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HEALTH INSURANCE COVERAGE AND

THE AFFORDABLE CARE ACT


March 16, 2015

Since several of the Affordable Care Acts


coverage provisions took effect, about 16.4
million uninsured people have gained health
insurance coverage. That includes:

14.1 million adults who gained health


insurance coverage since the beginning of
open enrollment in October, 2013 (including
3.4 million young adults aged 19-25)
through March 4, 2015. Over that period,
the uninsured rate dropped from 20.3
percent to 13.2 percent a 35 percent (or
7.1 percentage point) reduction in the
uninsured rate.
2.3 million young adults (aged 19-25) who
gained health insurance coverage between
2010 and the start of open enrollment in
October, 2013 due to the ACA provision
allowing young adults to remain on a
parents plan until age 26.

March
Quarterly estimates of the Uninsured Rate

Gallup-Healthways Well-Being Index, 2012-2015


25%
20%
10%
5%
0%

17.7%

20.3%

15%

Q1 2012-Q3
2013

14.9%

Q1 2014

Q3 2014

Q1 2014

Number gained
coverage since baseline
(Q1 2012-Q3 2013)

5,200,000

13.2%

Q1 2015

Q3 2014

Q1 2015

10,700,000

14,100,000

Source: Office of the Assistant Secretary for Planning and Evaluation (ASPE) analysis of
Gallup-Healthways Well-Being Index survey data through 3/4/15.
All models update the analysis from Sommers et al, N Eng J Med 2014. All models use
nationally-representative survey weights and adjust for age, sex, race, ethnicity,
employment, household income, state of residence, +/- a linear time trend.

Additional Detail on Coverage Gains Since the Start of the


First Open Enrollment Period in Oct. 2013:
Uninsured Rates by Race & Ethnicity
The uninsured rate declined across all race/ethnicity categories since the baseline period. There was a greater
decline among African Americans and Latinos than among Whites.
Among Whites, the uninsured rate declined by 5.3 percentage points against a baseline uninsured rate of 14.3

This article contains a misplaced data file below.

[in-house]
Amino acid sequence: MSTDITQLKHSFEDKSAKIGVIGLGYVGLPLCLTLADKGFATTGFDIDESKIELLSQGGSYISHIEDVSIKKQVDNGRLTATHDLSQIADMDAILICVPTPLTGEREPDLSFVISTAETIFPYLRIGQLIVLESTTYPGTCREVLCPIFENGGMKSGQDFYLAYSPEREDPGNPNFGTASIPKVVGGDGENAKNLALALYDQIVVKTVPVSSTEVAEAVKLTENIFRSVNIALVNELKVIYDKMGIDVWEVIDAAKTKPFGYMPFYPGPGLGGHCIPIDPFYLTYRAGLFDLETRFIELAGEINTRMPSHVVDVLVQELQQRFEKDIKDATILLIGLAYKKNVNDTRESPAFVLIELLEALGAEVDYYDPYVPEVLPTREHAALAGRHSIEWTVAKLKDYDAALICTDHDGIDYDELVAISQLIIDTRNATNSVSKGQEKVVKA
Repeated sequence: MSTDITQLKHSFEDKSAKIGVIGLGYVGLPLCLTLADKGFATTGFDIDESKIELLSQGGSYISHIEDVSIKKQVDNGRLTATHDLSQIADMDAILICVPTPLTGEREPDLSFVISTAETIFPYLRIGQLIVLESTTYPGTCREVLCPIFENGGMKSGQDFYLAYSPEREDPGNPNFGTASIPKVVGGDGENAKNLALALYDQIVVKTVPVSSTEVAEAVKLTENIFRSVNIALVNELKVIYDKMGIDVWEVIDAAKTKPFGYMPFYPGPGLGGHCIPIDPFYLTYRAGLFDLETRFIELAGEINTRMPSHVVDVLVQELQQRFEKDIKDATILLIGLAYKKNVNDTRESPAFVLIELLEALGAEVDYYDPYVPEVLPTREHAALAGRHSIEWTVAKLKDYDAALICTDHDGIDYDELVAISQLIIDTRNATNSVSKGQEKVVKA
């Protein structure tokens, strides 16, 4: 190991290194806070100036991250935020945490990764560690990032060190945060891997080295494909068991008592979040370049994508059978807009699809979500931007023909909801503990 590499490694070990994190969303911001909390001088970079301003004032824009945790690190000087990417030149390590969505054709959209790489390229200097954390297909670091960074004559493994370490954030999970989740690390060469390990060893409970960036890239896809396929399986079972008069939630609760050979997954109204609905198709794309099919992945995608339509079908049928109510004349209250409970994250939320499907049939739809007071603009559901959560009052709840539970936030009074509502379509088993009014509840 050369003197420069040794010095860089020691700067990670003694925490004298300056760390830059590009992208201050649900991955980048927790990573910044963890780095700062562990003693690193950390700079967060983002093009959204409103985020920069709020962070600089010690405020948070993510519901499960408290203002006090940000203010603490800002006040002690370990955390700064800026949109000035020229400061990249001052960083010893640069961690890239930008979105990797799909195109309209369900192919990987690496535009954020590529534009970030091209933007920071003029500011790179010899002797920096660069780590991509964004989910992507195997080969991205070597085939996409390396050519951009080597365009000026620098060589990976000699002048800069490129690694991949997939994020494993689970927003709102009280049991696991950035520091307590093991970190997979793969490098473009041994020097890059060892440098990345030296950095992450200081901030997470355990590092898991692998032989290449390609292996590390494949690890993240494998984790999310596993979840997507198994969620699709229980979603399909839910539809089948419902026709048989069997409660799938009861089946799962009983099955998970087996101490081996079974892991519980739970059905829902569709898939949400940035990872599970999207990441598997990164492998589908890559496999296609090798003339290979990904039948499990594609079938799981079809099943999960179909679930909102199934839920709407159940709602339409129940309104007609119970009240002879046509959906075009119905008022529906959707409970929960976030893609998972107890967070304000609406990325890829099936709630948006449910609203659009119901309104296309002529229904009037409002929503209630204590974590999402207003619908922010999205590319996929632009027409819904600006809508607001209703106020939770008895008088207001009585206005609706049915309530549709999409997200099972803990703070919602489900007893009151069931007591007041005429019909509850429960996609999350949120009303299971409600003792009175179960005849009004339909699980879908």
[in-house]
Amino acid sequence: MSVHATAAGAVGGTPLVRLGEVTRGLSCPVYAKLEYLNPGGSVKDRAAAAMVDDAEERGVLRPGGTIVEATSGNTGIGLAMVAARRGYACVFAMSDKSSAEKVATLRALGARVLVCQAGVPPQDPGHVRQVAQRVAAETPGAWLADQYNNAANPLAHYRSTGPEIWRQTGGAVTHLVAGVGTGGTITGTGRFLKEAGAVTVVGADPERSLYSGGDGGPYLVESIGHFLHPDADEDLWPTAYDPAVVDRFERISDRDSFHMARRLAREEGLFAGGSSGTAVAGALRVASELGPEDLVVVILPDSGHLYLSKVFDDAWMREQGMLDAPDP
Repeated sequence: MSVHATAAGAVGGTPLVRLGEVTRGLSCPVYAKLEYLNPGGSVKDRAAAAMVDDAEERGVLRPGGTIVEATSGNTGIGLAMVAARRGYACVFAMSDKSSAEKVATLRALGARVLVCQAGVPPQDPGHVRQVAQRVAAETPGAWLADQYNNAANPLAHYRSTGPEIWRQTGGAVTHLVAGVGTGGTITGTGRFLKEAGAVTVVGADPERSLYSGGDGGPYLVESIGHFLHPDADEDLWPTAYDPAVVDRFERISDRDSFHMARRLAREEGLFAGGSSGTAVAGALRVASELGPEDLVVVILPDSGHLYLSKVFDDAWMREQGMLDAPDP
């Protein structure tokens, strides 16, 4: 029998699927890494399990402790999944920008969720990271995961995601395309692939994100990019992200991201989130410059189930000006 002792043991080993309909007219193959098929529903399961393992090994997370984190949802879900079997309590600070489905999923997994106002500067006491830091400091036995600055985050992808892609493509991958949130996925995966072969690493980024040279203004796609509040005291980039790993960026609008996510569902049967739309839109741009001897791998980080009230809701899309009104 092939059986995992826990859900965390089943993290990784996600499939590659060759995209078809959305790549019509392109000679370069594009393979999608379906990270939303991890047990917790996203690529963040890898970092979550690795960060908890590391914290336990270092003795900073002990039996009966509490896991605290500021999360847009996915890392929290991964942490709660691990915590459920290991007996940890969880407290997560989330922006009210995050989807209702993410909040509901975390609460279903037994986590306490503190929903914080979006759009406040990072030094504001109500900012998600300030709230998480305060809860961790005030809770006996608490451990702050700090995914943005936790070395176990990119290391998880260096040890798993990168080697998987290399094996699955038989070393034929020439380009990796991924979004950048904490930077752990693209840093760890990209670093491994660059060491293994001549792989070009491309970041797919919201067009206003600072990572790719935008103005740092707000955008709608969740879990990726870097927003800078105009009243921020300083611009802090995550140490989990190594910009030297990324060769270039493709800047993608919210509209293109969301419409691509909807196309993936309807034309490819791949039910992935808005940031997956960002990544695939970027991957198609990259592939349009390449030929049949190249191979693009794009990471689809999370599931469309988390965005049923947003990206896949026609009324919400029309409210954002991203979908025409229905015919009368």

percent, resulting in 6.6 million adults gaining coverage.
Among African Americans, the uninsured rate declined by 9.2 percentage points against a baseline uninsured
rate of 22.4 percent, resulting in 2.3 million adults gaining coverage.
Among Latinos, the uninsured rate dropped by 12.3 percentage points against a baseline uninsured rate of
41.8 percent, resulting in 4.2 million adults gaining coverage.
Baseline
Uninsured
Rate
Whites
African
Americans

14.3

Latinos

41.8

22.4

Q1 2014

Q3 2014

Q1 2015

Change in Percentage Points from Baseline Trend


-1.7

-4.7

-5.3

-4.1

-5.9

-12.3

-4.5

-7.2

-9.2

Source: Office of the Assistant Secretary for Planning and Evaluation (ASPE) analysis of Gallup-Healthways Well-Being Index survey data through 3/4/15.
All models update the analysis from Sommers et al, N Eng J Med 2014. All models use nationally-representative survey weights and adjust for age, sex, race,
ethnicity, employment, household income, state of residence, +/- a linear time trend.

Additional Detail on Coverage Gains Since the Start of the


First Open Enrollment Period in Oct. 2013:
Uninsured Rates by State Medicaid Expansion Status & Household Income
Health insurance coverage gains were especially strong in Medicaid expansion states and were concentrated
among low and middle income population groups in all states. This was particularly true in expansion states